John Howard - Senior Program Manager in the Hyper-V team at Microsoft

Senior Program Manager, Hyper-V team, Windows Core Operating System Division.

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Part 2: Infrastructure essentials Blogcast - ISA 2004 rules to allow web browsing

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Continuing the blogcast series on infrastructure essentials.

Yesterday, we saw an overview of our network infrastructure and started diagnosing why Internet browsing from our corporate network was not working. In part 2 of this blogcast series on infrastructure essentials, we configure ISA 2004 to allow users to browse the Internet from work. We use ISA Servers built in monitoring capability to detect what is being blocked and to determine how to resolve it. However, we also notice on the ISA monitoring log that it is not picking up who is browsing - we want to have better control over this, so resolve that in the next part of this series....

Don't forget to have your say - drop me a comment if there's something specific you want to see. I'll try and fit it in....


Series Index:

0. Network configuration and series background.
1. Getting started        

 

Comments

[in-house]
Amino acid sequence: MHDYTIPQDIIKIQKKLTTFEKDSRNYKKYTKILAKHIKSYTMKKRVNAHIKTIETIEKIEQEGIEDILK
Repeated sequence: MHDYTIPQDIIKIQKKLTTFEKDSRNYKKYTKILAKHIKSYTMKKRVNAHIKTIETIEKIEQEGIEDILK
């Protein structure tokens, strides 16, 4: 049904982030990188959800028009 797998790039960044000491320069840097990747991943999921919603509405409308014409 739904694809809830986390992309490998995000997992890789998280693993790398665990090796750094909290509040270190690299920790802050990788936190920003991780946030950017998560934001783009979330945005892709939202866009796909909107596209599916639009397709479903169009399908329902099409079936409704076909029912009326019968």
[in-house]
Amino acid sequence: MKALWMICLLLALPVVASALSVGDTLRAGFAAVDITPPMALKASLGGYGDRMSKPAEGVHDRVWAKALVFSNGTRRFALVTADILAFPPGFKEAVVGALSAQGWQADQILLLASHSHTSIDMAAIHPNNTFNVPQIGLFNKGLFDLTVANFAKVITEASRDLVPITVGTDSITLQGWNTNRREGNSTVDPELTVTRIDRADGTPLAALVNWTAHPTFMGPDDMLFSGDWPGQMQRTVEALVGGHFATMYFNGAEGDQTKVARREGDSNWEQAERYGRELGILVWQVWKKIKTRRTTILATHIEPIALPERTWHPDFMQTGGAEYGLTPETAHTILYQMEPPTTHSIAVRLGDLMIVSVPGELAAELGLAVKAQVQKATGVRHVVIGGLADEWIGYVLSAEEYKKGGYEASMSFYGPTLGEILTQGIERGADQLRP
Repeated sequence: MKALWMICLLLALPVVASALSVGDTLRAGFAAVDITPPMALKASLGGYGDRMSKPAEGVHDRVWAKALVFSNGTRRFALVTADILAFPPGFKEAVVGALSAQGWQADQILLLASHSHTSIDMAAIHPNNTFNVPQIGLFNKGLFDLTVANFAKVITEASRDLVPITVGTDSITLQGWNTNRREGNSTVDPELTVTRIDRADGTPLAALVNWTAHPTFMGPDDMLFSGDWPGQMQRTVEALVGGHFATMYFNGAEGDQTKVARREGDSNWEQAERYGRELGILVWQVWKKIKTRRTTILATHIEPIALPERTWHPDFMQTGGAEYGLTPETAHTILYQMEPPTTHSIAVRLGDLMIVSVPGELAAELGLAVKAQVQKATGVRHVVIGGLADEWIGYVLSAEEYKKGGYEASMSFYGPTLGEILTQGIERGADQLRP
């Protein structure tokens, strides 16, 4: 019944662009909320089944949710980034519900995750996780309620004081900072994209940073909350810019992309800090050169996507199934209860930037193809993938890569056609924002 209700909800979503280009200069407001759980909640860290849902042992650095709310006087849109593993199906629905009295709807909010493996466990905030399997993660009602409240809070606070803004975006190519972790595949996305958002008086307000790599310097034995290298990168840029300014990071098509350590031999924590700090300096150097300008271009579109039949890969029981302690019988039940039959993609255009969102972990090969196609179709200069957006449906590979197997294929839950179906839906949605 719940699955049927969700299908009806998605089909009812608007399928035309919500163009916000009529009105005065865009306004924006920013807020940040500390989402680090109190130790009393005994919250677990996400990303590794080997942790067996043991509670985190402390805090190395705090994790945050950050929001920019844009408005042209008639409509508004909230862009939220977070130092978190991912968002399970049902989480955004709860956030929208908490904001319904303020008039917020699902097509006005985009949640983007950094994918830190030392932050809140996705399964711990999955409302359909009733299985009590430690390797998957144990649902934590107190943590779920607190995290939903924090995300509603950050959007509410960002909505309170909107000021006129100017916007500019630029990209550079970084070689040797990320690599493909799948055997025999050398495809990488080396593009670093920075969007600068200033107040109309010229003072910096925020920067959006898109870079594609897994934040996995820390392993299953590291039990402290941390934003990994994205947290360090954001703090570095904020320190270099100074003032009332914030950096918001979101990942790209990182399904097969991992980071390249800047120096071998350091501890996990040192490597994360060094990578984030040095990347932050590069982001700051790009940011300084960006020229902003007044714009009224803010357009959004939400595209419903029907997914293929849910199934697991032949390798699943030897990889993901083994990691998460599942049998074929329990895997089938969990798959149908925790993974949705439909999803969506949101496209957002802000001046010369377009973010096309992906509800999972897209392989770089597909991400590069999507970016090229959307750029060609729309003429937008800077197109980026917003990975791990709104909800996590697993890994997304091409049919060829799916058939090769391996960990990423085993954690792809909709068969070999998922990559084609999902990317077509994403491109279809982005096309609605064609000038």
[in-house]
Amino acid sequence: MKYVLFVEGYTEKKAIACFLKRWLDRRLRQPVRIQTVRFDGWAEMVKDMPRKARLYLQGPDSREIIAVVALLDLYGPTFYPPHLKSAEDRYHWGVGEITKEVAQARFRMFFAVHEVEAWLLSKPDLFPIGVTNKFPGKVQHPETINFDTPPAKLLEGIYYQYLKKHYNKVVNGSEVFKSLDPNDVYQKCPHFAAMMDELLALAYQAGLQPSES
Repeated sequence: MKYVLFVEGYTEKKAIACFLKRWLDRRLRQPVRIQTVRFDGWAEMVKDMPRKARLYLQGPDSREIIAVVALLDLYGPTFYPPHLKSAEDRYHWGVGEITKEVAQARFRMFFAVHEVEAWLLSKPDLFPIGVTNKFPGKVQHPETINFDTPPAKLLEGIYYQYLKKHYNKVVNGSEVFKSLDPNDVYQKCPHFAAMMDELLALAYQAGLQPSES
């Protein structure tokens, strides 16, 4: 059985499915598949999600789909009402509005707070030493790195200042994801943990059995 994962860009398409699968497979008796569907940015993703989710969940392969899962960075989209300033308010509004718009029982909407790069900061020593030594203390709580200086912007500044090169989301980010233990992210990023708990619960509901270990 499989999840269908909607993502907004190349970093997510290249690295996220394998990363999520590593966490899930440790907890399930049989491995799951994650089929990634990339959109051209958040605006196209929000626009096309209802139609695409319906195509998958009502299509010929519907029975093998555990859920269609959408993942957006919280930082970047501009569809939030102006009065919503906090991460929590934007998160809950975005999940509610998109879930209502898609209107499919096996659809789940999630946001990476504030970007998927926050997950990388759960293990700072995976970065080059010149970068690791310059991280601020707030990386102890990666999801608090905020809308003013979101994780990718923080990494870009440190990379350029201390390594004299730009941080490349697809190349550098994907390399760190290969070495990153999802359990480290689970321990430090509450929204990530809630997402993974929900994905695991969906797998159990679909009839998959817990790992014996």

• Hi John, Great blog. It's fanatastic to see a genuine tech who plays with lots of different technology and makes loads of posts about it! I have a similiar network configuration at home, but I'm not as far along as you ... yet ;) You may have already scheduled this in and I just missed it *grin*. I'm having a few difficulties getting OWA over SSL to pass through my ISA server. I have a pretty standard setup, Cisco 2600 (utilising NAT) on the perimiter. A DMZ with a Linux box running my external DNS, with the ISA (two nic config) playing traffic cop between the DMZ and the Private network. The DMZ (not a true DMZ really - which is a shame) runs on the 192.168.xx Class C network, and the Private network on the inside of the ISA, runs 192.168.xx Class C network. Internal I have an Exchange/DC 2003 server, a File server running WSUS, and a couple of workstations and laptops. What I'd really like to do at some point is move the WAP into the DMZ and use VPN conectivity for the laptops to get to the domain/file server/mail. I want to be able to get to my mail from work first though :) Anyway, keep up the great work and I'm eagerly awaiting the next installments of your blogcasts :-) Cheers Adam

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